by Sara Harrington

As The Owl looks set to close once more, I took a look at the history of the iconic venue and where its closure would leave the Norwich DIY scene.

The chaos and hubbub spill out to the quiet back streets of that historic mound by the castle. Red paint, skate decks and Antifa flags adorn the walls, and a rotating crowd of faces mill around the bar inside. The air is joyous and muskily sweet with the smell of human sweat, stained beer and crust punk looming miasmic and familiar. In some way or another, I know everyone in this room.

This was The Owl Sanctuary, before the relocation, still riding high on the joy of community venture. Punk, metal, hardcore, ska – and everything in between – called this decaying building home. Its opening served as a rallying cry to the various promoters and bands keeping the Fine City busy.

Before it opened, gigs were happening in places like Karma Kafe, huddled in a basement, a secret DIY punk shame cosying with the student night DJs and drink-deal menus. Attendance was great, but sporadic and split – pop punk shows could happen on the same nights as hardcore shows, the two scenes separate and never inter-mingling.

The Owl Sanctuary opened in the same building as the beloved Marquee. Nostalgia fuels movement and for a year or so the venue boomed. The DIY punk community donated time and skills to get the decrepit building in a fit state. For a while, this felt like the home for a community.

The End

Two years after the infamous relocation of The Owl, a community led campaign that saw all manner of public figures, bands and promoters rally around the venue – it is set to close its doors once again. Current owner, Ben, has decided to leave, and unless someone with a substantial sum of money appears to buy the business The Owl Sanctuary will close on April 1st. As the time of writing, there is no more news about the situation other than the statement which was posted on the Facebook page announcing the decision.

Screen Shot 2018-03-05 at 10.36.01

The silence is deafening and clear, this surely is the end of The Owl.

To understand why this time round is different – no community campaign, no urgent media coverage, no real attempt to save it – I think we have to digest public feeling towards the ‘new’ Owl.

In the wake of relocating and all the politics that surrounded the move, I believe that the venue never truly recovered favour. Amidst the handover from previous owner, Dan Hawcroft, to Ben and Sean it came to light that the Owl was not the community driven utopia it claimed to be. Certain promoters seemed to have less access to book shows as favoured bookers monopolised the billing and there were alleged claims of staff members being unfairly dismissed and poorly paid.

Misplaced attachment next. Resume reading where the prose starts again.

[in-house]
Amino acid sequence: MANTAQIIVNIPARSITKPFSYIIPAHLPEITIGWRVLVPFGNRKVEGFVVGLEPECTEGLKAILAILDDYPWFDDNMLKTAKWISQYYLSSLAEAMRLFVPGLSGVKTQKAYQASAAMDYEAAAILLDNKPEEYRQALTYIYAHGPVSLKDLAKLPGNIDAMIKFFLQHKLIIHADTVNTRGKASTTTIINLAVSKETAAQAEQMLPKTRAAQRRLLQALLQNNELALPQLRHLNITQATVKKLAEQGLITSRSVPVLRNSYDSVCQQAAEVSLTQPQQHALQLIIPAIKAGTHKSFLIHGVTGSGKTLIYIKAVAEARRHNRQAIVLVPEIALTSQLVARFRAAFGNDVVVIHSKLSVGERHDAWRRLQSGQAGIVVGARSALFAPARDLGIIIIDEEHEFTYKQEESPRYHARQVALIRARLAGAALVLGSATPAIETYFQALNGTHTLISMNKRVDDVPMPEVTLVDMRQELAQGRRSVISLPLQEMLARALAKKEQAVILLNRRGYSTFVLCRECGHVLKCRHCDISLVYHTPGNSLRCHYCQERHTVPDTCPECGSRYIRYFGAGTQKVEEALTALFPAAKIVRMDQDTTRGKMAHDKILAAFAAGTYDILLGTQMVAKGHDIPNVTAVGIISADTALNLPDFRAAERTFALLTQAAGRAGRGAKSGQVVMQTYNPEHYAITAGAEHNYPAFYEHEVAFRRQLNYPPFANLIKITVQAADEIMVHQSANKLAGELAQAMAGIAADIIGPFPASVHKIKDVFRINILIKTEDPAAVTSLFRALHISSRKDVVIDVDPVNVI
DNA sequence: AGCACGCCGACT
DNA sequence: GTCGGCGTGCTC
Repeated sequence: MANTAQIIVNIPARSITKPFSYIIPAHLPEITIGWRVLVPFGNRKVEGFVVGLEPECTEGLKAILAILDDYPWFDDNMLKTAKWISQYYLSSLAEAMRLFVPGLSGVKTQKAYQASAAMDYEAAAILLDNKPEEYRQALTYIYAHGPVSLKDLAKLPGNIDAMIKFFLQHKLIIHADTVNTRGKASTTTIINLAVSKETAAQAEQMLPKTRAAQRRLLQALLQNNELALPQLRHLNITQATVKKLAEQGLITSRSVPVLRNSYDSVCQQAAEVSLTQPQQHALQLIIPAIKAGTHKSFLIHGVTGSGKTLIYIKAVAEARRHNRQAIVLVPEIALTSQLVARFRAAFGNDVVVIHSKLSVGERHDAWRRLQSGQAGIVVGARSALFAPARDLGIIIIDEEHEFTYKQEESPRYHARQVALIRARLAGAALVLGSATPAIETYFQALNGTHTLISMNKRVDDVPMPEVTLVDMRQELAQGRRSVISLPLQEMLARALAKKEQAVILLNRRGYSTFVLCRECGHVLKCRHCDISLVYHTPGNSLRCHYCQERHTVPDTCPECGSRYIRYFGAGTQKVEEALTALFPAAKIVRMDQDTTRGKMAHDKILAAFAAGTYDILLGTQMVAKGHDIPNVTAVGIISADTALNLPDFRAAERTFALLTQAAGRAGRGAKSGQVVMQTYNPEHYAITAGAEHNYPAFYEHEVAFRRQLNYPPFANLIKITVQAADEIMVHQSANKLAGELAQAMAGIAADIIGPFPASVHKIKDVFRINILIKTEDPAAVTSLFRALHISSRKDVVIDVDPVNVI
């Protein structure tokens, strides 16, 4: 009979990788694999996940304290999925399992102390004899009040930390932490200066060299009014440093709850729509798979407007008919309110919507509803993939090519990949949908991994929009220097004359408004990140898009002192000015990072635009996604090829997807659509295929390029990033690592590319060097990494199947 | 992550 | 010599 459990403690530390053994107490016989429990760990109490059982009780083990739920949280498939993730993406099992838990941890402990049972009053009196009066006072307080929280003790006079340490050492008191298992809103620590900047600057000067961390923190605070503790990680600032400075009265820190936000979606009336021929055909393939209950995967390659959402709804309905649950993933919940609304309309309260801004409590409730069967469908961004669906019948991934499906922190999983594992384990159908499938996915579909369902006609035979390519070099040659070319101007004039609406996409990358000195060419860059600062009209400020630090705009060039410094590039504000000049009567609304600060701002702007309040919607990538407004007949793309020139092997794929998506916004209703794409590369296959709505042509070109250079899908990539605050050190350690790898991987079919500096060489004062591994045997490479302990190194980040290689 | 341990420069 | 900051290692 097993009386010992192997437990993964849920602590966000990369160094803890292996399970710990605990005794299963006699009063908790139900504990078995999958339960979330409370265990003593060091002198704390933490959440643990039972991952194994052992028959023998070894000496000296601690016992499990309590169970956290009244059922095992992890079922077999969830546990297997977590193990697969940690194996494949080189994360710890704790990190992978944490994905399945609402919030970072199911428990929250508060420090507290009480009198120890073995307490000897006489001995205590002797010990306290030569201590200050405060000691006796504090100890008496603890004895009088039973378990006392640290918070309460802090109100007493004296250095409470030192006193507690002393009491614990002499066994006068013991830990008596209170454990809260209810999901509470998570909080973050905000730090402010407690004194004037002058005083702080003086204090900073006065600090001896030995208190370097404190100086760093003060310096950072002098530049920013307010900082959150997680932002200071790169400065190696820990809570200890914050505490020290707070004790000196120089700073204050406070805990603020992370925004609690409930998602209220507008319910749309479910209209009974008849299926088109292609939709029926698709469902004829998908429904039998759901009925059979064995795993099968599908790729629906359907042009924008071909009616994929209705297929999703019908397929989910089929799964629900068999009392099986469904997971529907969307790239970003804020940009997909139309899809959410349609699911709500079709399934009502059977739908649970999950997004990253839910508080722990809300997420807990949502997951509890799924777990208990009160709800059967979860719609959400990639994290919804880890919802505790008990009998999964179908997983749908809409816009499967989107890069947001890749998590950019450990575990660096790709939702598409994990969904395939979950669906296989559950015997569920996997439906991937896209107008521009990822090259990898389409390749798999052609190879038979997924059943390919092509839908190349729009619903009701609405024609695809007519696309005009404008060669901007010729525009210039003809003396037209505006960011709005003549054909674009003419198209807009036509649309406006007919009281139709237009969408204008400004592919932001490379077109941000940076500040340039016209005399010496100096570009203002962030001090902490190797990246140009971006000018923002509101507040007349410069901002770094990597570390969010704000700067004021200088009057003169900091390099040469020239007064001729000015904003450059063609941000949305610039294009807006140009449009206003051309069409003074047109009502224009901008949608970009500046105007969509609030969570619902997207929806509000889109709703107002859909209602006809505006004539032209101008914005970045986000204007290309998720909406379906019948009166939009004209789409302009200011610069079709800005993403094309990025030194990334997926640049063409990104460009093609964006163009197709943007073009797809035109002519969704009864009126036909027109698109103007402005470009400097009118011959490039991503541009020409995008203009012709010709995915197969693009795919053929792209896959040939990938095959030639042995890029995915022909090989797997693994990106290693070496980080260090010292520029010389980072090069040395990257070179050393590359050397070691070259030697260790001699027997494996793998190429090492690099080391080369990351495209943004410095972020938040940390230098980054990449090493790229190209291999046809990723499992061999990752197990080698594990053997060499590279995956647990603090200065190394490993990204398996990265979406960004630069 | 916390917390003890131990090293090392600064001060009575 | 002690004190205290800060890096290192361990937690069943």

it is not enough to just book shows and sell beer and hope people turn up

The new location, as defiant a win it was to still have the venue, was also a poor replacement – the stage area is inaccessible, being up two flights of stairs, it is a much smaller capacity, and the downstairs bar never felt truly welcoming. I believe the new owners did the best they could with the ailing business and the sour taste left from the politics of the old place. However, it is not enough to just book shows and sell beer and hope people turn up.

Arguably, there can never truly be a community driven safe space for alternative culture so long as the primary business model is centred around selling beer. This is not a straight edge sentiment, but an idea evidenced from the various DIY co-operatives and squats such as Empty Shop in Durham and DIY Space for London. In these places, alcohol is not the star of the show. Instead, funding for the spaces rely on co-operative efforts and ticket prices for shows – with any form of bar being non-existent or complimentary.

the Norwich DIY music scene is vibrant and regenerative

Ideally I would like to a see a true collective of promoters and local bands come together to open some kind of community-led space – akin to a lot of European venues and squats that actually nurture a DIY scene and strive for a safe space outside of a pub context. I fully believe this is possible; the Norwich DIY music scene is vibrant and regenerative. Gigs have continued in places like Gonzo’s, and a burgeoning movement of promoters, bands and grassroots organisations will surely fill the vacuum left by The Owl Sanctuary.

The loss of The Owl Sanctuary is sad, but I don’t believe that it’s the final nail in the coffin for alternative culture in the city. It is just a building, and the hard working, enthusiastic (often restless) people booking shows will continue to do so. And whilst this DIY spirit remains, I know that we have nothing to fear. The Owl became a safety blanket, the easy cop out for bands and bookers, which although great in many ways, just made us too reliant on a monopoly for shows. I wish all who have put the time into that place the best – you have contributed to a short-lived yet iconic dream of what a community space could be – but now we have the chance to really rebuild.

Featured illustration by Sara Harrington

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